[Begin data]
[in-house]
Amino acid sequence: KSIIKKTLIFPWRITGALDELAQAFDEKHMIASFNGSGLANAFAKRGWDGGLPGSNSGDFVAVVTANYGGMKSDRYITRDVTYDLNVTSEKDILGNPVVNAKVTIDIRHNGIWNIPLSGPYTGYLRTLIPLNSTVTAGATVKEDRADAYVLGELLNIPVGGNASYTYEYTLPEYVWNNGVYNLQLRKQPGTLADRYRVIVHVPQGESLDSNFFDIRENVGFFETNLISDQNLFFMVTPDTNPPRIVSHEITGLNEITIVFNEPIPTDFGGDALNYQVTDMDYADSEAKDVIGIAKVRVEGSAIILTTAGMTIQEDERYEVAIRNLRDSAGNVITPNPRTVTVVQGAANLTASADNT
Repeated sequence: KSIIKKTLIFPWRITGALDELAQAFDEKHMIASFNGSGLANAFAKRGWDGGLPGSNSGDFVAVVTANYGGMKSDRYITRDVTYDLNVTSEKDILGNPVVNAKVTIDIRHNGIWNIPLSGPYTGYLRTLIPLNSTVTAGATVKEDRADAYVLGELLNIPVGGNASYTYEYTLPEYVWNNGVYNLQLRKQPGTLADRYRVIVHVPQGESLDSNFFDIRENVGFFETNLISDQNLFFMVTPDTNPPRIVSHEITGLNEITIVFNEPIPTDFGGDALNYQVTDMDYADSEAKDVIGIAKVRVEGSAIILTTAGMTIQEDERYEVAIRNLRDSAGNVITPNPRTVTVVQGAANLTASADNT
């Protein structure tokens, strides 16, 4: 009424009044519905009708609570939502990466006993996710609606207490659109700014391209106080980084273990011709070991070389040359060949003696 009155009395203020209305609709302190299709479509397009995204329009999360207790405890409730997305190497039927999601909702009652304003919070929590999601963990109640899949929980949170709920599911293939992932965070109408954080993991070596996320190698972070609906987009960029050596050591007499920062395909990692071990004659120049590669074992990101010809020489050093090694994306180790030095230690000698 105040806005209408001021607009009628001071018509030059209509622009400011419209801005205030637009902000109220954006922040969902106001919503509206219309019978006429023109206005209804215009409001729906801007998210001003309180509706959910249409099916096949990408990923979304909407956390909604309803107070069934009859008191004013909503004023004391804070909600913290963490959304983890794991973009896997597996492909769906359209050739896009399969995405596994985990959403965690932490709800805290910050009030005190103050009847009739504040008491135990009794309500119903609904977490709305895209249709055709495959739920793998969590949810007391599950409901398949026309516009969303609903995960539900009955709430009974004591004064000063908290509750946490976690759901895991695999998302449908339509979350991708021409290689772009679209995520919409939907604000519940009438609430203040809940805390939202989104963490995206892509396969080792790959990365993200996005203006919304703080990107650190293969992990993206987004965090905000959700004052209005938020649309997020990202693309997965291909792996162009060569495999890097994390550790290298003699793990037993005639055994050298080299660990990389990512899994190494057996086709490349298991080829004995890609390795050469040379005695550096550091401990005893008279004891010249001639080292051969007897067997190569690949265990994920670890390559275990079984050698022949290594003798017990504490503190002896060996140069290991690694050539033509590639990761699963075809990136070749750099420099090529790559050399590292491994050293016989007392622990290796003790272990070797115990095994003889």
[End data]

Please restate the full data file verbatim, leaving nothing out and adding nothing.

[in-house]
Amino acid sequence: KSIIKKTLIFPWRITGALDELAQAFDEKHMIASFNGSGLANAFAKRGWDGGLPGSNSGDFVAVVTANYGGMKSDRYITRDVTYDLNVTSEKDILGNPVVNAKVTIDIRHNGIWNIPLSGPYTGYLRTLIPLNSTVTAGATVKEDRADAYVLGELLNIPVGGNASYTYEYTLPEYVWNNGVYNLQLRKQPGTLADRYRVIVHVPQGESLDSNFFDIRENVGFFETNLISDQNLFFMVTPDTNPPRIVSHEITGLNEITIVFNEPIPTDFGGDALNYQVTDMDYADSEAKDVIGIAKVRVEGSAIILTTAGMTIQEDERYEVAIRNLRDSAGNVITPNPRTVTVVQGAANLTASADNT
Repeated sequence: KSIIKKTLIFPWRITGALDELAQAFDEKHMIASFNGSGLANAFAKRGWDGGLPGSNSGDFVAVVTANYGGMKSDRYITRDVTYDLNVTSEKDILGNPVVNAKVTIDIRHNGIWNIPLSGPYTGYLRTLIPLNSTVTAGATVKEDRADAYVLGELLNIPVGGNASYTYEYTLPEYVWNNGVYNLQLRKQPGTLADRYRVIVHVPQGESLDSNFFDIRENVGFFETNLISDQNLFFMVTPDTNPPRIVSHEITGLNEITIVFNEPIPTDFGGDALNYQVTDMDYADSEAKDVIGIAKVRVEGSAIILTTAGMTIQEDERYEVAIRNLRDSAGNVITPNPRTVTVVQGAANLTASADNT
């Protein structure tokens, strides 16, 4: 009424009044519905009708609570939502990466006993996710609606207490659109700014391209106080980084273990011709070991070389040359060949003696 009155009395203020209305609709302190299709479509397009995204329009999360207790405890409730997305190497039927999601909702009652304003919070929590999601963990109640899949929980949170709920599911293939992932965070109408954080993991070596996320190698972070609906987009960029050596050591007499920062395909990692071990004659120049590669074992990101010809020489050093090694994306180790030095230690000698 105040806005209408001021607009009628001071018509030059209509622009400011419209801005205030637009902000109220954006922040969902106001919503509206219309019978006429023109206005209804215009409001729906801007998210001003309180509706959910249409099916096949990408990923979304909407956390909604309803107070069934009859008191004013909503004023004391804070909600913290963490959304983890794991973009896997597996492909769906359209050739896009399969995405596994985990959403965690932490709800805290910050009030005190103050009847009739504040008491135990009794309500119903609904977490709305895209249709055709495959739920793998969590949810007391599950409901398949026309516009969303609903995960539900009955709430009974004591004064000063908290509750946490976690759901895991695999998302449908339509979350991708021409290689772009679209995520919409939907604000519940009438609430203040809940805390939202989104963490995206892509396969080792790959990365993200996005203006919304703080990107650190293969992990993206987004965090905000959700004052209005938020649309997020990202693309997965291909792996162009060569495999890097994390550790290298003699793990037993005639055994050298080299660990990389990512899994190494057996086709490349298991080829004995890609390795050469040379005695550096550091401990005893008279004891010249001639080292051969007897067997190569690949265990994920670890390559275990079984050698022949290594003798017990504490503190002896060996140069290991690694050539033509590639990761699963075809990136070749750099420099090529790559050399590292491994050293016989007392622990290796003790272990070797115990095994003889």